Information on Baby Bath Tubs
Baby bath tubs are on many expecting parents’ registries and are a common baby shower gift. While you can still bathe your baby in other ways, using a tub designed just for him can make bath time easier and more enjoyable for you both.
Photo courtesy of NCBrian: http://www.flickr.com/photos/ncbrian/32505617/
By Kate Rugani
What To Look ForWhile a baby bathtub is not required parenting equipment–many of us were bathed in a towel-lined sink, after all–using one can make bath time safer and more enjoyable for you and your little one.
Like most baby-oriented products, baby bathtubs come in a variety of shapes, colors and with options, so the choice of just one can be daunting. The first choice you’ll need to make is the type of tub. There are several options:
In-sink tubs fit inside kitchen or bathroom sinks. They allow you to bathe your baby without stooping over. Many come with hammocks or other cushioning features that keep your baby comfortable and secure during the bath.
In-bath tubs are placed inside your bathroom tub or directly on the floor. Some have rigid sides; others fold for easy storage. Many in-bath tubs have stabilizing features or cushions. Some are convertible, so you can use the tub as your baby grows. Infants recline in one position, and older babies and toddlers sit up, with their legs encircling a contoured projection at the center of the tub that protects them from slipping.
Bath seats and inflatable tubs also are available. However, ConsumerReports.org does not recommend them, as these products may pose a safety risk to the child.
Regardless of the style you choose, look for the following when making your selection:
Durability: Choose a model with firm, thick plastic that retains its shape when it’s holding water or your baby.
Easy Drainage: A plug at the bottom to make draining the tub easier, particularly when your arms are full.
Slip-Resistance: Wet babies are slippery! Tubs with contours or nonslip pads make it easier to ensure that your baby stays secure while bathing.Common PitfallsBathtub manufacturers continually add bells and whistles to differentiate their products. This can escalate the price unnecessarily. Identify the criteria most important to you to streamline your choices. If your space is limited, pick a model that folds or can be suspended on a hook when not in use. If bending over is problematic, consider an in-sink model for those months when your infant is smallest. But remember that babies outgrow tubs quickly. If you select one designed solely for an infant, you may end up needing to purchase a second, larger tub as the baby grows. Your baby won’t be ready to bathe in a regular bathtub until he or she can sit up unassisted.Where To BuyBaby bathtubs are available at retailers such as Babies R Us, Target or Wal-Mart. Many can be found online, as well; however, given a tub’s size, the shipping costs for online purchases may rival the cost of the tub. Secondhand baby bathtubs can frequently be found at garage sales or consignment shops. Be sure to check for cracks or mildew before purchasing secondhand.CostBaby bathtubs range in price from $10 to $40 depending on their features.ResourcesreferenceConsumer Reports, April 2007referenceConsumer Reports — Bath Seat Warning, April 2007resourceHow to bathe your baby safely (Mayo Clinic)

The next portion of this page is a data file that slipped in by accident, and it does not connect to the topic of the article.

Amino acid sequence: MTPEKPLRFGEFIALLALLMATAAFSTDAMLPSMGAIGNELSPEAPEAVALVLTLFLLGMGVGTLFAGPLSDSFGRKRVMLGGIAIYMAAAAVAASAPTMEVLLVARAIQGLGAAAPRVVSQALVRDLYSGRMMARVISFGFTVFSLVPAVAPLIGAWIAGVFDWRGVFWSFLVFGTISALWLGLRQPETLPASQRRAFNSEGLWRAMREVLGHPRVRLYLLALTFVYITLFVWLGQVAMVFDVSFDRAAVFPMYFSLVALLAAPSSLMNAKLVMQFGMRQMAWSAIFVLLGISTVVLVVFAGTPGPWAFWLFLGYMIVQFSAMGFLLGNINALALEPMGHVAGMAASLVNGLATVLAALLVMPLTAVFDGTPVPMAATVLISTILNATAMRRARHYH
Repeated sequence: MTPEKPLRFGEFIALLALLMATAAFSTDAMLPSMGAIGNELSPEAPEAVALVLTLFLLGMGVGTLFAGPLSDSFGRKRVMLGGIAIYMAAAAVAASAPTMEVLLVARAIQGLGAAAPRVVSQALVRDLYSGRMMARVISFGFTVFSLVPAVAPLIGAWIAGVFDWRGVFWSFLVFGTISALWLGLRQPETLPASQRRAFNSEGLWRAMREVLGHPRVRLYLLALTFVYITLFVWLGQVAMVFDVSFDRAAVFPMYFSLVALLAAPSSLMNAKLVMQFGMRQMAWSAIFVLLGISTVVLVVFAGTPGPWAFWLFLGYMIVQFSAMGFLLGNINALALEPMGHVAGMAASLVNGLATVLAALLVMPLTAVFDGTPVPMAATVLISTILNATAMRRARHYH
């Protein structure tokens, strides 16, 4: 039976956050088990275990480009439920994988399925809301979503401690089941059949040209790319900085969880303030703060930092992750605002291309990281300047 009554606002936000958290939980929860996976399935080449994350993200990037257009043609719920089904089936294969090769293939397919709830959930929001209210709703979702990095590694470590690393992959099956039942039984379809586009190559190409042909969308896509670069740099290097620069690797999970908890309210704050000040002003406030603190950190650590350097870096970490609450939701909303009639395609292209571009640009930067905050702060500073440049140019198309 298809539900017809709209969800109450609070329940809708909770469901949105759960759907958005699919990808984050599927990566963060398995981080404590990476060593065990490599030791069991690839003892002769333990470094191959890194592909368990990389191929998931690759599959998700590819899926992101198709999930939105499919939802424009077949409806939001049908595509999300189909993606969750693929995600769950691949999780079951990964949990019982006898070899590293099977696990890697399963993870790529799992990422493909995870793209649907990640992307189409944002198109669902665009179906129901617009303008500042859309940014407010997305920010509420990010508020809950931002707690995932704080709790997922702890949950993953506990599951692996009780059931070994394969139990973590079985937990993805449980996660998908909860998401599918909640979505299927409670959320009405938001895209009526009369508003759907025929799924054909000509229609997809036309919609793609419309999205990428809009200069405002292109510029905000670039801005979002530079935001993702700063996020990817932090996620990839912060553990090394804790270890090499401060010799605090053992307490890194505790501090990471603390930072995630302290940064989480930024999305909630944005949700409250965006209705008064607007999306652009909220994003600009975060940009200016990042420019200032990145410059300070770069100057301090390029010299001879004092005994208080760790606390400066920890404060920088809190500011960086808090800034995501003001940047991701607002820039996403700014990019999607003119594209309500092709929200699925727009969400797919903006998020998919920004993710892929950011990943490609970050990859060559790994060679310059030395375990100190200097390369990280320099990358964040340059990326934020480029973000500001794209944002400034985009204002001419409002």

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REFERENCE: Consumer Reports, April 2007
REFERENCE: Consumer Reports — Bath Seat Warning, April 2007
RESOURCE: How to bathe your baby safely (Mayo Clinic)